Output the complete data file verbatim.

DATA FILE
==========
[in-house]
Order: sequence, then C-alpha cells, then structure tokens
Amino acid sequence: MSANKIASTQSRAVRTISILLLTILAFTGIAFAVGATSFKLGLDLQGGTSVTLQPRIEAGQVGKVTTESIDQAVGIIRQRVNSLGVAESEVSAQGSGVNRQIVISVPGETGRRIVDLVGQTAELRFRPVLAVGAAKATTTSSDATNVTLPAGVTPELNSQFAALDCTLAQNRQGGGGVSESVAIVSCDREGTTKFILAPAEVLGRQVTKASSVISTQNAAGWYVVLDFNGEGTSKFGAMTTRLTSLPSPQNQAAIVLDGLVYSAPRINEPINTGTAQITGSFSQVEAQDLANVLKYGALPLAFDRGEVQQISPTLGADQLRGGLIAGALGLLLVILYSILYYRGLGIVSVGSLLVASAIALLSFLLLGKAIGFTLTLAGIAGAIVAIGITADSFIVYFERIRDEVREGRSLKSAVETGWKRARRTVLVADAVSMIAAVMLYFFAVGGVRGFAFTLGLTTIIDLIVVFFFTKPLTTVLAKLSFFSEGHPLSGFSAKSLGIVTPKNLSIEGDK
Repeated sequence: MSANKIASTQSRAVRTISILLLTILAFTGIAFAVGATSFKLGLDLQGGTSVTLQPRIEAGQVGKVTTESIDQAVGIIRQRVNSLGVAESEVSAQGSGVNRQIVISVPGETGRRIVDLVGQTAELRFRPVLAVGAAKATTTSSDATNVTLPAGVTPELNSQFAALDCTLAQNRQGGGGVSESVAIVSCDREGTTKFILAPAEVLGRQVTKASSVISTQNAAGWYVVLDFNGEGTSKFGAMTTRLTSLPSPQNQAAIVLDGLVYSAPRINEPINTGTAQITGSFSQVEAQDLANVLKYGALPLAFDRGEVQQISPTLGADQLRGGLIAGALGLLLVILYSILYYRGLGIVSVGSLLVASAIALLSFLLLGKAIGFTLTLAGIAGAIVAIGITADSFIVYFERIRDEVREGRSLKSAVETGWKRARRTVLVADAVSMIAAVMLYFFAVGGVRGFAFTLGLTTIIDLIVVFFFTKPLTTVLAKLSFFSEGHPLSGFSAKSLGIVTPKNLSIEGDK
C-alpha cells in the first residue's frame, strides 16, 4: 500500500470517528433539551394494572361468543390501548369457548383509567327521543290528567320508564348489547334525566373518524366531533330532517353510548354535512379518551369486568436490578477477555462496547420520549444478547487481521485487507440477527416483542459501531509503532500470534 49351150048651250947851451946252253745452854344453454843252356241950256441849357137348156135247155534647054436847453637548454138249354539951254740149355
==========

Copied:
[in-house]
Order: sequence, then C-alpha cells, then structure tokens
Amino acid sequence: MSANKIASTQSRAVRTISILLLTILAFTGIAFAVGATSFKLGLDLQGGTSVTLQPRIEAGQVGKVTTESIDQAVGIIRQRVNSLGVAESEVSAQGSGVNRQIVISVPGETGRRIVDLVGQTAELRFRPVLAVGAAKATTTSSDATNVTLPAGVTPELNSQFAALDCTLAQNRQGGGGVSESVAIVSCDREGTTKFILAPAEVLGRQVTKASSVISTQNAAGWYVVLDFNGEGTSKFGAMTTRLTSLPSPQNQAAIVLDGLVYSAPRINEPINTGTAQITGSFSQVEAQDLANVLKYGALPLAFDRGEVQQISPTLGADQLRGGLIAGALGLLLVILYSILYYRGLGIVSVGSLLVASAIALLSFLLLGKAIGFTLTLAGIAGAIVAIGITADSFIVYFERIRDEVREGRSLKSAVETGWKRARRTVLVADAVSMIAAVMLYFFAVGGVRGFAFTLGLTTIIDLIVVFFFTKPLTTVLAKLSFFSEGHPLSGFSAKSLGIVTPKNLSIEGDK
Repeated sequence: MSANKIASTQSRAVRTISILLLTILAFTGIAFAVGATSFKLGLDLQGGTSVTLQPRIEAGQVGKVTTESIDQAVGIIRQRVNSLGVAESEVSAQGSGVNRQIVISVPGETGRRIVDLVGQTAELRFRPVLAVGAAKATTTSSDATNVTLPAGVTPELNSQFAALDCTLAQNRQGGGGVSESVAIVSCDREGTTKFILAPAEVLGRQVTKASSVISTQNAAGWYVVLDFNGEGTSKFGAMTTRLTSLPSPQNQAAIVLDGLVYSAPRINEPINTGTAQITGSFSQVEAQDLANVLKYGALPLAFDRGEVQQISPTLGADQLRGGLIAGALGLLLVILYSILYYRGLGIVSVGSLLVASAIALLSFLLLGKAIGFTLTLAGIAGAIVAIGITADSFIVYFERIRDEVREGRSLKSAVETGWKRARRTVLVADAVSMIAAVMLYFFAVGGVRGFAFTLGLTTIIDLIVVFFFTKPLTTVLAKLSFFSEGHPLSGFSAKSLGIVTPKNLSIEGDK
C-alpha cells in the first residue's frame, strides 16, 4: 500500500470517528433539551394494572361468543390501548369457548383509567327521543290528567320508564348489547334525566373518524366531533330532517353510548354535512379518551369486568436490578477477555462496547420520549444478547487481521485487507440477527416483542459501531509503532500470534 49351150048651250947851451946252253745452854344453454843252356241950256441849357137348156135247155534647054436847453637548454138249354539951254740149355